Hit games like Guitar Hero and Rock Band are creating a subtle put profound shift in the way music is experienced, heard, interacted with and purchased. In these environments music is not listened to passively, it becomes an immersive and engaging experience that is changing the nature of the relationship between the hard-core fan and the artist, pulling them closer together in ways that have never been done before.
In the past six months, the number of songs downloaded to the “Rock Band” game has surpassed 10 million tracks, according to MTV Networks, while song downloads from “Guitar Hero” passed 15 million, according to Activision. With more than 100 songs available for download via the “Rock Band” platform, that’s an average of 100,000 downloads per song sold through the game.
The songs that are selling via these video games are a heavy mix of classic rock and metal tracks that account for approximately 80% of sales, but also include new tracks by known and unknown artists trying to break new ground. One example is new metal act Black Tide. When its “Light From Above” CD was released in November, the single “Shockwave” sold only a few hundred copies per week.. The week before being featured as a downloadable song on “Rock Band”, the single sold 1,000 downloads. Two weeks later, download sales doubled. Yet sales on “Rock Band” were 10 times that of those on iTunes and other stores. In the six weeks following the “Rock Band” debut, “Shockwave” sold 6,000 digital downloads via online retailers, compared with an estimated 60,000 downloads via the game.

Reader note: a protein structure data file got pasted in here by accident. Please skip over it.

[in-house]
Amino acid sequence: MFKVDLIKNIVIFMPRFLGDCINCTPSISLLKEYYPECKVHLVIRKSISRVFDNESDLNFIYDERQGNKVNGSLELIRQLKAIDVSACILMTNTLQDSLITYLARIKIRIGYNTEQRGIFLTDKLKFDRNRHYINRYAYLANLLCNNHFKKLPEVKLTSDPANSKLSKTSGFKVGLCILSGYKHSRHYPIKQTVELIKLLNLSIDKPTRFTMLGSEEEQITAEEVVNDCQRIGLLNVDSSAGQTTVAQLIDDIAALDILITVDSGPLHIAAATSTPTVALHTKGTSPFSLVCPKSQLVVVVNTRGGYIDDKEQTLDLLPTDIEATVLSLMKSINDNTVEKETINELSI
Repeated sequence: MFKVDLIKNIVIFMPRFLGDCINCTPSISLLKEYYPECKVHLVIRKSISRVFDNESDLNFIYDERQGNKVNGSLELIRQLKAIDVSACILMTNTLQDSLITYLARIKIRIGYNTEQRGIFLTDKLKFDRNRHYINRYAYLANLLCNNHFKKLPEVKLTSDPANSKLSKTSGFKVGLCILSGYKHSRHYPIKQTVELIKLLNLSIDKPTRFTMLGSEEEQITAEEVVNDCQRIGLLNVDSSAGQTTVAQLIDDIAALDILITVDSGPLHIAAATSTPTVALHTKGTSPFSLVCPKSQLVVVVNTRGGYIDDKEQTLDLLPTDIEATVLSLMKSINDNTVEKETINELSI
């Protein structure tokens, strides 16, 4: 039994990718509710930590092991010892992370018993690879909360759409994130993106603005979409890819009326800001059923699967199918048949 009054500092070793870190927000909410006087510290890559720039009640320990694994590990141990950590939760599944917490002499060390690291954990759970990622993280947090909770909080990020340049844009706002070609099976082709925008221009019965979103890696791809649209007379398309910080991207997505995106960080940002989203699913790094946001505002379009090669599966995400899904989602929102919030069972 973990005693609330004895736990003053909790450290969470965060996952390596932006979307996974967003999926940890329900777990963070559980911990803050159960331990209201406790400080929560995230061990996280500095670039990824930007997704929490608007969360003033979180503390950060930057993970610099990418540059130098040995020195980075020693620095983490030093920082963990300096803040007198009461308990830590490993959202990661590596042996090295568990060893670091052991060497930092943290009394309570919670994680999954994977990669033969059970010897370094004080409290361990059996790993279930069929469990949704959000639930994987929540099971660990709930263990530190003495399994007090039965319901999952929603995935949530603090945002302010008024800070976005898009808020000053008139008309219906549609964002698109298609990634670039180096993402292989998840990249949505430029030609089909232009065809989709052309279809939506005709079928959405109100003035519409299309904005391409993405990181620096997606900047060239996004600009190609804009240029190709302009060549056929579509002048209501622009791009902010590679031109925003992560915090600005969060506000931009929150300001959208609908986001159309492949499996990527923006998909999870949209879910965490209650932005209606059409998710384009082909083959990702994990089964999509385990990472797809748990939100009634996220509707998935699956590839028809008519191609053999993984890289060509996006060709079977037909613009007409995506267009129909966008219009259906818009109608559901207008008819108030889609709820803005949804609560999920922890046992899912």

This is just one example of the way that music is finding new ways to reach an audience – with or without record labels – rising to fill the opportunity. Keep your eyes on the video game space to see how it evolves further as a catalyst for music exploration, discovery and distribution.